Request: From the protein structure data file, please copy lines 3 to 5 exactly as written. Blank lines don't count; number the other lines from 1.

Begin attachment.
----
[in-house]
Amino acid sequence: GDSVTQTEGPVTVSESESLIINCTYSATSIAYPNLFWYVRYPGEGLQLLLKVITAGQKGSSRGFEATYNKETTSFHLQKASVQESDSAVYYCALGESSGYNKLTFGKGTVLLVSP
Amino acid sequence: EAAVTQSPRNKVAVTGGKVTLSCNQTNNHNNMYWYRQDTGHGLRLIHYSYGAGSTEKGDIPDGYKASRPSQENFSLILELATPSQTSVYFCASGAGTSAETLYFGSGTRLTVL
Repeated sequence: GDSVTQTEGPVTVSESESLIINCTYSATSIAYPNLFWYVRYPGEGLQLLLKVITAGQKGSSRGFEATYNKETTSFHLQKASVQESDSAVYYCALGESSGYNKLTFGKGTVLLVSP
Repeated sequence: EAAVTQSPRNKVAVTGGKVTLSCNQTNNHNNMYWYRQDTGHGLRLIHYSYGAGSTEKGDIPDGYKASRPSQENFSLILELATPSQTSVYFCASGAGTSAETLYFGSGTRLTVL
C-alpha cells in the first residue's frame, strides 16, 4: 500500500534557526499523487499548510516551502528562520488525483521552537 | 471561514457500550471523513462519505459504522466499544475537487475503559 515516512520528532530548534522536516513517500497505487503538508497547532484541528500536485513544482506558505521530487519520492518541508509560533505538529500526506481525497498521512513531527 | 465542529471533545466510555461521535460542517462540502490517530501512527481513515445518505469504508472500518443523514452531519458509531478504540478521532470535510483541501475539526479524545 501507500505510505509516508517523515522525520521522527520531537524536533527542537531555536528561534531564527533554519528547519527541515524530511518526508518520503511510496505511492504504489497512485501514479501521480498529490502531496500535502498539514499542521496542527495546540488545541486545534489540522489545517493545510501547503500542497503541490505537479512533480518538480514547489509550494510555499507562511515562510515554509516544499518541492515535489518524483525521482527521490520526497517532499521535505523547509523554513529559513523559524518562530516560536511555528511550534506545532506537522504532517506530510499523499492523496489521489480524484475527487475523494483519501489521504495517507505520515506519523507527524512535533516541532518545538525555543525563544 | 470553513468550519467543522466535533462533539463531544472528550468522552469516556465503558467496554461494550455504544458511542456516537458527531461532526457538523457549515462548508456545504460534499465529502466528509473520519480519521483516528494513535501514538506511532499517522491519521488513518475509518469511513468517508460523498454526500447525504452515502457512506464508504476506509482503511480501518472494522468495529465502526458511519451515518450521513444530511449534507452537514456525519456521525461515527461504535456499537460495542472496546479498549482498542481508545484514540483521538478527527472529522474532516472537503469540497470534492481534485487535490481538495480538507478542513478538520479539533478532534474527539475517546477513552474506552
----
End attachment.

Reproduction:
Amino acid sequence: EAAVTQSPRNKVAVTGGKVTLSCNQTNNHNNMYWYRQDTGHGLRLIHYSYGAGSTEKGDIPDGYKASRPSQENFSLILELATPSQTSVYFCASGAGTSAETLYFGSGTRLTVL
Repeated sequence: GDSVTQTEGPVTVSESESLIINCTYSATSIAYPNLFWYVRYPGEGLQLLLKVITAGQKGSSRGFEATYNKETTSFHLQKASVQESDSAVYYCALGESSGYNKLTFGKGTVLLVSP
Repeated sequence: EAAVTQSPRNKVAVTGGKVTLSCNQTNNHNNMYWYRQDTGHGLRLIHYSYGAGSTEKGDIPDGYKASRPSQENFSLILELATPSQTSVYFCASGAGTSAETLYFGSGTRLTVL